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dc.contributor.advisorPerry, Earnest L. (Earnest Lee), 1964-eng
dc.contributor.authorEdgerton-Webster, Brenda Joyce, 1964-eng
dc.date.issued2007eng
dc.date.submitted2007 Springeng
dc.descriptionThe entire dissertation/thesis text is included in the research.pdf file; the official abstract appears in the short.pdf file (which also appears in the research.pdf); a non-technical general description, or public abstract, appears in the public.pdf file as well as 2 gif files and 10 jpg files.eng
dc.descriptionTitle from title screen of research.pdf file (viewed on March 23, 2009)eng
dc.descriptionVita.eng
dc.descriptionIncludes bibliographical references.eng
dc.descriptionThesis (Ph.D.) University of Missouri-Columbia 2007.eng
dc.descriptionDissertations, Academic -- University of Missouri--Columbia -- Journalism.eng
dc.description.abstractThis study developed a new concept of Black Feminist thought and employs it to examine the intersection of press and communication practices among women involved in Mississippi Freedom Summer 1964. The study draws on oral histories of women participants in this project as a way to contribute these omitted "voices" to the canon of journalism, civil rights, and women's history. In analyzing these stories, this study discovered generational differences among the women in terms of Freedom Summer's influence on their worldviews and subsequent vocations. Although all of the study's participants performed journalistic tasks, the older women of this group continued their lives as social activists and the younger women became professional communicators. The rationale for this phenomena helps explain, in part, the omission of women from the historical "image" of African American civil rights leaders.eng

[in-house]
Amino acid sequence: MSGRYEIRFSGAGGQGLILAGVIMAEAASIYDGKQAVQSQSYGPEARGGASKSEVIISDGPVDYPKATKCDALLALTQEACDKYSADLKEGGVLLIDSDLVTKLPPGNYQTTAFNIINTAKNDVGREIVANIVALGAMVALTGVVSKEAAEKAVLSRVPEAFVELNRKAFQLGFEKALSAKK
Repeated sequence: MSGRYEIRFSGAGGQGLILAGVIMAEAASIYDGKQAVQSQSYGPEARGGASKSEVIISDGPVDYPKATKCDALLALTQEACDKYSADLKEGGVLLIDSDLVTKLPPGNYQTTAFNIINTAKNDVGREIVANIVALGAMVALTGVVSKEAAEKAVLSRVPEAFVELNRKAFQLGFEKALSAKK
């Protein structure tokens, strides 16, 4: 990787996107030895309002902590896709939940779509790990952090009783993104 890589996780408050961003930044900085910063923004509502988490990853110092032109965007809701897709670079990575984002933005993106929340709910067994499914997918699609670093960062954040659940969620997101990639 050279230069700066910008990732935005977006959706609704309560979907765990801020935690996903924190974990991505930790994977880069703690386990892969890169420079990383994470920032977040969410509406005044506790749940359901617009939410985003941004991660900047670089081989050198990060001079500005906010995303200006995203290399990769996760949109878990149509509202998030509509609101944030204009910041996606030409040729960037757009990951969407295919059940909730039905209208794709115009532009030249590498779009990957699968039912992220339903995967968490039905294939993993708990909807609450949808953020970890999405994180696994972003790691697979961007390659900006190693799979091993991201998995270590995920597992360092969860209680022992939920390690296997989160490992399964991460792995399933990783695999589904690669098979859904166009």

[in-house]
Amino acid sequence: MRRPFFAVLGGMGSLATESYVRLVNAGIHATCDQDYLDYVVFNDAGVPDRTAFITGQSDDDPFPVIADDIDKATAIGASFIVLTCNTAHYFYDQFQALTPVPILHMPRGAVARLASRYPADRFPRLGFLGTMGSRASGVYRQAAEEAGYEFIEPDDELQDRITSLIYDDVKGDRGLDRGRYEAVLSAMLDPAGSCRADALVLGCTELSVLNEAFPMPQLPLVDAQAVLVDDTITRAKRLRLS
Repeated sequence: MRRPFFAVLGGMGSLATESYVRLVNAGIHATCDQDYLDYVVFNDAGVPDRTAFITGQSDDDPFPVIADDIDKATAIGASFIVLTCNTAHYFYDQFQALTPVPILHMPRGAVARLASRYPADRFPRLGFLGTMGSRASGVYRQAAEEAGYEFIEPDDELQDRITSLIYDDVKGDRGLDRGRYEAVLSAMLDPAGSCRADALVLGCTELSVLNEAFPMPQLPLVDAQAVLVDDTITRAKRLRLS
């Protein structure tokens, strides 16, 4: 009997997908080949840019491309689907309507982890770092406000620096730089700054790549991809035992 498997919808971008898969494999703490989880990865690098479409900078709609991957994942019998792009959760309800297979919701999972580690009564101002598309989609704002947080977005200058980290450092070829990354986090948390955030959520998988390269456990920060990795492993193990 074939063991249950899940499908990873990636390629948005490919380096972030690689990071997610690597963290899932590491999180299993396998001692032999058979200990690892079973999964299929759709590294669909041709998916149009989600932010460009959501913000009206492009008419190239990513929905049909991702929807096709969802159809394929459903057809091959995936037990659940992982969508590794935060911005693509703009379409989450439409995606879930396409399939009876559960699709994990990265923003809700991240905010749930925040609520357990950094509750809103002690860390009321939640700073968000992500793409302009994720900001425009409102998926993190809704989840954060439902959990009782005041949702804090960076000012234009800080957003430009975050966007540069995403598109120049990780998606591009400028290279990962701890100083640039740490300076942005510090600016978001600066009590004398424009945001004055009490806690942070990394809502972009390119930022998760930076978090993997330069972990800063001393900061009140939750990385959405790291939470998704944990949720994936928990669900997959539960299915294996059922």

dc.identifier.merlinb66667951eng
dc.identifier.oclc316803466eng
dc.identifier.urihttps://hdl.handle.net/10355/4868
dc.identifier.urihttps://doi.org/10.32469/10355/4868eng
dc.languageEnglisheng
dc.publisherUniversity of Missouri--Columbiaeng
dc.relation.ispartofcollectionUniversity of Missouri--Columbia. Graduate School. Theses and Dissertationseng
dc.subjectMississippi Freedom Summer 1964.eng
dc.subjectMississippi Freedom Summer 1964eng
dc.subject.lcshAfrican American feministseng
dc.subject.lcshWomen in communicationeng
dc.subject.lcshAfrican American civil rights workerseng
dc.titleThe tale of "Two Voices": an oral history of women communicators from Mississippi Freedom Summer 1964 and a new black feminist concepteng
dc.typeThesiseng
thesis.degree.disciplineJournalism (MU)eng
thesis.degree.grantorUniversity of Missouri--Columbiaeng
thesis.degree.levelDoctoraleng
thesis.degree.namePh. D.eng


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